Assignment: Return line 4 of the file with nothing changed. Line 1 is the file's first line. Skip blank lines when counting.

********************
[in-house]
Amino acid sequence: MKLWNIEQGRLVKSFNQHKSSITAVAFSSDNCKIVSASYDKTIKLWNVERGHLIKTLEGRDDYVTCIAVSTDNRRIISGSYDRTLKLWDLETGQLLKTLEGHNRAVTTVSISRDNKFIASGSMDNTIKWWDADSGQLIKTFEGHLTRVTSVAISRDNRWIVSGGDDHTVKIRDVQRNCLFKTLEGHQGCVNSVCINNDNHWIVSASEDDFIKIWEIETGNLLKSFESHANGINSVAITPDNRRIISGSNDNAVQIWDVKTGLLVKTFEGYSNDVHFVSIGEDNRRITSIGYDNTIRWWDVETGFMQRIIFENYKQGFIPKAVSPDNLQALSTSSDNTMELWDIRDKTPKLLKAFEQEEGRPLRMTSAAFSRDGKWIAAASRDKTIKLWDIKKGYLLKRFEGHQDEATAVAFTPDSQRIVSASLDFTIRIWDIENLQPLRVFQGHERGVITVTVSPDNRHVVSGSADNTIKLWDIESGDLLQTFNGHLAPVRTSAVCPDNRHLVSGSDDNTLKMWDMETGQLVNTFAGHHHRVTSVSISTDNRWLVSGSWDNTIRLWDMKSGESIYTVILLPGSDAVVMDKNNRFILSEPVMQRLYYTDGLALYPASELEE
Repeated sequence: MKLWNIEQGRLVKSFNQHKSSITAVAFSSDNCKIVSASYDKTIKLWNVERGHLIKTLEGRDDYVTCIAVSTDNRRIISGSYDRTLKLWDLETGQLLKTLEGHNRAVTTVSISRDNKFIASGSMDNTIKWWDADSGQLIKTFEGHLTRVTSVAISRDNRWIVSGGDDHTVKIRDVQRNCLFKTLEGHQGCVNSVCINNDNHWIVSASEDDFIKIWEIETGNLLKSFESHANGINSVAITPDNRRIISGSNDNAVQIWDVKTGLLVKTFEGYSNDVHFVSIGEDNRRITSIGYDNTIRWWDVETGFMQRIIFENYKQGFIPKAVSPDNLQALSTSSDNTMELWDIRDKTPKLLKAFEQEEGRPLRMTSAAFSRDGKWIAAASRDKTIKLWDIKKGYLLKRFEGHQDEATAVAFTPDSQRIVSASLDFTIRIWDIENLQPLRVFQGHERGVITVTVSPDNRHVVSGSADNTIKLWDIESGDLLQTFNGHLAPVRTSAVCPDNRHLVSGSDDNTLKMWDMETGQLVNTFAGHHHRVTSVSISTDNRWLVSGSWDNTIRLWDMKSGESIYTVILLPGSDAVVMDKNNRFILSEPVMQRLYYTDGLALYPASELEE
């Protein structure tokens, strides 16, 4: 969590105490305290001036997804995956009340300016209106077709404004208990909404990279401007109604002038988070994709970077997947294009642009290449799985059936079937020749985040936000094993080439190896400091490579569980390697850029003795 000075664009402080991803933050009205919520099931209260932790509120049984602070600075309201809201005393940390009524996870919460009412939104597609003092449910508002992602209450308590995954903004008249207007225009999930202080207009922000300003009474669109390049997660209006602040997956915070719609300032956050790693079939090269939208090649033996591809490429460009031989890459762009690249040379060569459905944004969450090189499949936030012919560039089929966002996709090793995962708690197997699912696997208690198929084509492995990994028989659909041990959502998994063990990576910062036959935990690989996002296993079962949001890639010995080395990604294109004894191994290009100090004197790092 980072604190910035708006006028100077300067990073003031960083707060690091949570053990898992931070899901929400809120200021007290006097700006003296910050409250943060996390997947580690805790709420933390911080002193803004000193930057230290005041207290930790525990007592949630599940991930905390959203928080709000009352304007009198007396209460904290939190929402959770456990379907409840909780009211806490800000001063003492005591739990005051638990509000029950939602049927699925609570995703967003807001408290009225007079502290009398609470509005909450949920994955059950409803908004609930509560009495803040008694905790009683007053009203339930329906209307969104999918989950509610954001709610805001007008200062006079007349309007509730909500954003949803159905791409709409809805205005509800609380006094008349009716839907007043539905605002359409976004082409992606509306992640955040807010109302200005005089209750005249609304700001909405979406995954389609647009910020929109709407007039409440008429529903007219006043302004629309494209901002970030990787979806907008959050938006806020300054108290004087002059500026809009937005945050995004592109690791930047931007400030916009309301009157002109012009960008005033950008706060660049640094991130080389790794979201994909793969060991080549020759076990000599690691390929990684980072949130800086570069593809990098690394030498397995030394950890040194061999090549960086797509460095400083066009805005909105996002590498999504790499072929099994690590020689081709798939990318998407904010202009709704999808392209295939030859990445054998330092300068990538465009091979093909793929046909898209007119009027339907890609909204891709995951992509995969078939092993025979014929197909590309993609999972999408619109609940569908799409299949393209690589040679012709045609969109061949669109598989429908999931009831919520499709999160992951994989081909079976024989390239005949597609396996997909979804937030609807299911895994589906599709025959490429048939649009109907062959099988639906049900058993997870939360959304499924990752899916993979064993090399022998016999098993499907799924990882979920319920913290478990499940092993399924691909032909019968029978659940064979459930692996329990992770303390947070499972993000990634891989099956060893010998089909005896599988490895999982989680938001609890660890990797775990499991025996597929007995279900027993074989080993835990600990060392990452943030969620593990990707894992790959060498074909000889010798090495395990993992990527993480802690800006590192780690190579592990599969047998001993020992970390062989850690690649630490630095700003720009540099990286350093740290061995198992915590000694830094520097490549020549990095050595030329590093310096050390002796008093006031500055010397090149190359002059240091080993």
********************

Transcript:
């Protein structure tokens, strides 16, 4: 969590105490305290001036997804995956009340300016209106077709404004208990909404990279401007109604002038988070994709970077997947294009642009290449799985059936079937020749985040936000094993080439190896400091490579569980390697850029003795 000075664009402080991803933050009205919520099931209260932790509120049984602070600075309201809201005393940390009524996870919460009412939104597609003092449910508002992602209450308590995954903004008249207007225009999930202080207009922000300003009474669109390049997660209006602040997956915070719609300032956050790693079939090269939208090649033996591809490429460009031989890459762009690249040379060569459905944004969450090189499949936030012919560039089929966002996709090793995962708690197997699912696997208690198929084509492995990994028989659909041990959502998994063990990576910062036959935990690989996002296993079962949001890639010995080395990604294109004894191994290009100090004197790092 980072604190910035708006006028100077300067990073003031960083707060690091949570053990898992931070899901929400809120200021007290006097700006003296910050409250943060996390997947580690805790709420933390911080002193803004000193930057230290005041207290930790525990007592949630599940991930905390959203928080709000009352304007009198007396209460904290939190929402959770456990379907409840909780009211806490800000001063003492005591739990005051638990509000029950939602049927699925609570995703967003807001408290009225007079502290009398609470509005909450949920994955059950409803908004609930509560009495803040008694905790009683007053009203339930329906209307969104999918989950509610954001709610805001007008200062006079007349309007509730909500954003949803159905791409709409809805205005509800609380006094008349009716839907007043539905605002359409976004082409992606509306992640955040807010109302200005005089209750005249609304700001909405979406995954389609647009910020929109709407007039409440008429529903007219006043302004629309494209901002970030990787979806907008959050938006806020300054108290004087002059500026809009937005945050995004592109690791930047931007400030916009309301009157002109012009960008005033950008706060660049640094991130080389790794979201994909793969060991080549020759076990000599690691390929990684980072949130800086570069593809990098690394030498397995030394950890040194061999090549960086797509460095400083066009805005909105996002590498999504790499072929099994690590020689081709798939990318998407904010202009709704999808392209295939030859990445054998330092300068990538465009091979093909793929046909898209007119009027339907890609909204891709995951992509995969078939092993025979014929197909590309993609999972999408619109609940569908799409299949393209690589040679012709045609969109061949669109598989429908999931009831919520499709999160992951994989081909079976024989390239005949597609396996997909979804937030609807299911895994589906599709025959490429048939649009109907062959099988639906049900058993997870939360959304499924990752899916993979064993090399022998016999098993499907799924990882979920319920913290478990499940092993399924691909032909019968029978659940064979459930692996329990992770303390947070499972993000990634891989099956060893010998089909005896599988490895999982989680938001609890660890990797775990499991025996597929007995279900027993074989080993835990600990060392990452943030969620593990990707894992790959060498074909000889010798090495395990993992990527993480802690800006590192780690190579592990599969047998001993020992970390062989850690690649630490630095700003720009540099990286350093740290061995198992915590000694830094520097490549020549990095050595030329590093310096050390002796008093006031500055010397090149190359002059240091080993």